Skip to content

Working toward energy equity for all


Children in Myanmar hold a d.light solar panel and lantern. (photo
credit: d.light.com)

Since 2012, economic development has provided new access to electricity for about 100 million people globally each year. Despite this progress, about a billion people still live without electricity service, which is an essential component of higher living standards. Further, around 3 billion people cook indoors with open fires fueled by kerosene, wood, animal dung, crop waste or coal. These cooking practices result in almost 4 million premature deaths annually.

Access to clean, affordable and secure energy services improves productivity, education and health. It empowers populations and reduces poverty. Energy development researchers at Stanford think that facilitating positive social change on a large scale should be co-designed with the benefiting communities and on-the-ground partners. For example, Prof. Rishee Jain in the Urban Informatics Lab collaborates with the Indian Institute of Technology Bombay to assess potential energy systems for and the human burdens of redesigning informal settlements in Mumbai. Stanford teams partner with organizations in countries around the world to work toward Energy Equity for All.

Stanford-related entrepreneurs have launched many real-world, impact-driven ventures to improve energy access and quality of life. Founded in 2006 by Ned Tozun, '02, MBA '07, d.light Solar offers solar-powered battery lanterns to replace dangerous, low-quality lighting from kerosene lamps. It has grown into one of the largest providers of off-grid, solar energy solutions in the world. In 2010, Lesley Marincola, '08, MS '09, launched Angaza, which provides pay-as-you-go financing to bring energy services and other products to people in emerging markets. Shyft Power Systems, started by current doctoral candidate Ugwem I. Eneyo, PhD '14, and Cole Stites-Clayton, '14, MS'15, works to bring quality electricity management to customers in West Africa using distributed energy resources and Internet of Things technology. Safi Analytics brings efficiency insight to factories in East Africa to improve productivity while saving energy. Lauren Dunford, '09, MBA '18, and Weston McBride, '09, co-founded Safi in 2017.


Tanzanian teacher and farmer Goodluck gifted a rooster to Kukua Labs
co-founder Nick Azpiroz. Goodluck helped test Kukua's incubator.
(Image credit: Amy King)

Focus area: Energy, agriculture and food loss

Some teams at Stanford work to address energy issues in agriculture, which employs more than one-third of the world’s population. Increasing the availability of high-value and high-nutrition products can be life changing. The Center on Food Security & the Environment designs new approaches to solving food security’s global challenges of hunger, poverty and environmental degradation, including impacts of converting of food crops to energy crops. Kukua Labs has created a low-cost, solar-powered egg incubator to help increase the income of farmers and provision of protein in East Africa. Kukua was founded by Nick Azpiroz, ’14, MS ’17, Amy King, ’16, MS ’17, and Eric Brubaker, PhD ’21.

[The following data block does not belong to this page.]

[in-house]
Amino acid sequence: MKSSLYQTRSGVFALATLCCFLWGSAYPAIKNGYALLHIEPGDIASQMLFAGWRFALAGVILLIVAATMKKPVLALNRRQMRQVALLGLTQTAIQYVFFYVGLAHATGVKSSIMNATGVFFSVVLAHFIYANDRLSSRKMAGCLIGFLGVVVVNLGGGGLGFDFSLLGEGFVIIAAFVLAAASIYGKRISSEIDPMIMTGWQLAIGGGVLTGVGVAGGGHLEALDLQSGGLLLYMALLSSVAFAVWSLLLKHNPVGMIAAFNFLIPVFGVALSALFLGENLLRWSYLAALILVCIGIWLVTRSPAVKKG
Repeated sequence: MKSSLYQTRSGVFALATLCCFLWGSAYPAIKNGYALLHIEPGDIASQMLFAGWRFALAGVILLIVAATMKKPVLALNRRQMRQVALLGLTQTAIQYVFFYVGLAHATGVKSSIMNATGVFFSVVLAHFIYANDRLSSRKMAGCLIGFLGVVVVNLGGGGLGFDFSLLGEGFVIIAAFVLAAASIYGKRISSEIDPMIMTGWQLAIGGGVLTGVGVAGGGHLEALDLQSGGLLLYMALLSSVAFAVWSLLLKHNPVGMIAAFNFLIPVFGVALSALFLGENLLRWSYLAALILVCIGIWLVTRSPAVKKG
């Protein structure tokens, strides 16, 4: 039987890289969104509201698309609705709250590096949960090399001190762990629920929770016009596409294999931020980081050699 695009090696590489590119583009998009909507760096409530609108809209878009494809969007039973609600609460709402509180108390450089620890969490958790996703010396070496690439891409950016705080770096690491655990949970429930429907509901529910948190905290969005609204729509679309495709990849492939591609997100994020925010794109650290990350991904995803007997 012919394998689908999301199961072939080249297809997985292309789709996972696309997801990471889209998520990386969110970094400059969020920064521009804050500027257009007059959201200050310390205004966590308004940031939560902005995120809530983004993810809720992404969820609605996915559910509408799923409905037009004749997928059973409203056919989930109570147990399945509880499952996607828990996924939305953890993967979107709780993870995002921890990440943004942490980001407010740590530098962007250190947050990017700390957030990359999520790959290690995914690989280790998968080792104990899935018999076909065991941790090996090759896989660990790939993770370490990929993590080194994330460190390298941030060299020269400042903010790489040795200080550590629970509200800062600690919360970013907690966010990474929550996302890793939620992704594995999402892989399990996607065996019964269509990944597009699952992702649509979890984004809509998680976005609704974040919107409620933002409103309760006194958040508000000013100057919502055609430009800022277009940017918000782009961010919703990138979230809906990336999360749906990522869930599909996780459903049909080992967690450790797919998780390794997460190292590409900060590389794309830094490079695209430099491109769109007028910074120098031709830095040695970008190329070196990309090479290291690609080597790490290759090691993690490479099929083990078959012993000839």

With many efforts to boost food production, Stanford also focuses efforts on food loss. Globally, a fourth of all food produced is wasted before reaching a consumer. The FEED Collaborative is an academic program in sustainable food system education and innovation within Stanford’s School of Earth, Energy & Environmental Sciences. In regions of the world without adequate energy and infrastructure, millions of farmers see the fruit of their labor go unsold or degrade for a number of reasons. For example, during harvest season a market can become oversupplied, sending prices so low that they do not even cover harvest and transportation costs. For harvested crops, low product quality often gets rejected by middlemen buyers, and climate conditions can degrade or spoil a harvest. In these same regions of the world, wasted food often coexists with malnutrition. Potential income and nutrition along with scarce resources like the fresh water and energy that were used to grow the food, are squandered.